Microsoft has long been a driver of alternate user interaction models on the PC; its first mouse shipped back in 1983, two years before Windows appeared and a year before the Apple Macintosh made the mouse mainstream. Then came the first pen- and stylus-driven operating systems, with pen support for Windows 3.1 in 1995. Windows XP and Tablet PC took that model a lot further, while touch support arrived in Windows Vista.

Now, with the current generation of Windows, those familiar computer interactions are joined by cameras (both the familiar 2D and newer depth-based devices), dials, voice, and even eye-tracking hardware. That’s a lot to think about when developing new applications, especially when supporting a flexible, mobile workforce that often bring their own hardware, and who want to use every feature they’ve paid for.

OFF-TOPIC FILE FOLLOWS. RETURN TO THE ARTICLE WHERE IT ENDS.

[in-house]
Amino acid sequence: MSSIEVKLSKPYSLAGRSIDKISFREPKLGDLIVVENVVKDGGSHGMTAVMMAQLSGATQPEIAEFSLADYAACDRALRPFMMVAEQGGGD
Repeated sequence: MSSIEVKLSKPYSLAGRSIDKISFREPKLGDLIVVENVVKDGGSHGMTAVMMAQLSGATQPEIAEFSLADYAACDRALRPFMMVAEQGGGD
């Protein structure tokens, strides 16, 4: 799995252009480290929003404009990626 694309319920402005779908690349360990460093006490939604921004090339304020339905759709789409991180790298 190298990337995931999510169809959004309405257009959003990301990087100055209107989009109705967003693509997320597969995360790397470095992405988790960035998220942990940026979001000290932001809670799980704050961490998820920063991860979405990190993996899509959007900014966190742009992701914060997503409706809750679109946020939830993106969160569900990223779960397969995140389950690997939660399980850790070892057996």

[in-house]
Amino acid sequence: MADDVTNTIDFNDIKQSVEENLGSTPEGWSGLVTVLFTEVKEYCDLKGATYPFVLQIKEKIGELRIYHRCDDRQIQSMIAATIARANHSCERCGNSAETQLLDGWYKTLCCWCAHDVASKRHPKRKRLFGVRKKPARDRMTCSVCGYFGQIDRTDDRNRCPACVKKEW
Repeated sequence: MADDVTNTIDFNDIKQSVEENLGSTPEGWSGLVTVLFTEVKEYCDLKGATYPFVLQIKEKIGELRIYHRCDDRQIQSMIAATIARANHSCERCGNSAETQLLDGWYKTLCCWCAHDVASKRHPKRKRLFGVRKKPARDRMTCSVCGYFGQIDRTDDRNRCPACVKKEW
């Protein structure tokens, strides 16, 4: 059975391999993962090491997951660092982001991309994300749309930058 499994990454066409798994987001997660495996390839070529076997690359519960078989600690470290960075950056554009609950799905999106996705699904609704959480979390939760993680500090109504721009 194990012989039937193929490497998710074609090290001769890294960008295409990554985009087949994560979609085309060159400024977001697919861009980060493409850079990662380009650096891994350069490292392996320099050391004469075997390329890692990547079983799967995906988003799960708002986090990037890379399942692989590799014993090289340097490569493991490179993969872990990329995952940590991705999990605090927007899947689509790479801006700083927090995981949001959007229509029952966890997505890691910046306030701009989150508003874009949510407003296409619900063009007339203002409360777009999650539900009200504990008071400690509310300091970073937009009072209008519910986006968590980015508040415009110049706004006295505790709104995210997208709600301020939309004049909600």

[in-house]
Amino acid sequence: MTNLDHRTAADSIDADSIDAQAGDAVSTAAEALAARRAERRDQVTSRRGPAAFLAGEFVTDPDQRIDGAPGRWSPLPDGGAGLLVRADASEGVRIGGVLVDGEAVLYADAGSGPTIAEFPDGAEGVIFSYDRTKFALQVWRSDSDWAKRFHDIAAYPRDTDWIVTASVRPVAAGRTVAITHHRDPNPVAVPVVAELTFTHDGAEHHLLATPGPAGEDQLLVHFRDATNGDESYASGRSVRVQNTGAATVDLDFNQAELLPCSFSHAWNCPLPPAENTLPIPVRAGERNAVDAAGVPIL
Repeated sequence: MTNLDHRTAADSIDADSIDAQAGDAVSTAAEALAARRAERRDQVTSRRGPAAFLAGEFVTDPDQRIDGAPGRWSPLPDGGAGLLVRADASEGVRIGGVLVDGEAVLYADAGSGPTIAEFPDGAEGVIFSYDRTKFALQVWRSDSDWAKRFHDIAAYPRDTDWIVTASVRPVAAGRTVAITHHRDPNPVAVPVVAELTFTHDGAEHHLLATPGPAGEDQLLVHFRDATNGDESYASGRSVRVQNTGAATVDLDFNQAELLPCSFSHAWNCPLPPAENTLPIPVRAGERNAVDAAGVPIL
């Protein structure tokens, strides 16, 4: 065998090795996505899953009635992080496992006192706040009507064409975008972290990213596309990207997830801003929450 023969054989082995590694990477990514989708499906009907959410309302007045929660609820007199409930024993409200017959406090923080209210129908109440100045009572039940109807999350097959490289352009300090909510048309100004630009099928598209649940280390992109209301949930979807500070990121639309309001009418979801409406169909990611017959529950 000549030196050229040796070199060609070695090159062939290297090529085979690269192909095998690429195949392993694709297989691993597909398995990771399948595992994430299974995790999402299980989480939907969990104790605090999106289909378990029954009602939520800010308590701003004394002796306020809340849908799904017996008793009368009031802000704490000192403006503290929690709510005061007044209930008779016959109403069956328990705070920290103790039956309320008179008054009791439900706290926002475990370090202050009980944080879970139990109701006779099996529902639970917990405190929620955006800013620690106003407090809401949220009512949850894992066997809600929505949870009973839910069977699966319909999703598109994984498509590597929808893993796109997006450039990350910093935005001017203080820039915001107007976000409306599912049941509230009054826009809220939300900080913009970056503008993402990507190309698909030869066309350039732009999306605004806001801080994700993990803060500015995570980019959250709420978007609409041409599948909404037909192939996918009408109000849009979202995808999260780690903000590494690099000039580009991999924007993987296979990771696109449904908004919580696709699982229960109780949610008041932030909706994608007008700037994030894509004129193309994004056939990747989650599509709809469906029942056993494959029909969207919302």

Like much of Windows’s new functionality you won’t be able to get full access to these new features with Win32. Instead, you’re going to need to use the Universal Windows Platform (UWP) APIs to add alternative input methods to your applications. That’s part of Microsoft’s plan to migrate Windows application development to the Windows 10 platform (and ). Older Windows releases won’t get access to these features, which depend on new hardware—although in some cases third-party drivers will be usable on older versions of Windows.

Introducing the wheel, the Windows 10 UI for smooth contextual actions

One of the new device categories is the wheel, perhaps best known through Microsoft’s own Surface Dial. But Surface Dial is not the only device that supports these APIs; other wheel devices are now shipping from vendors like Dell.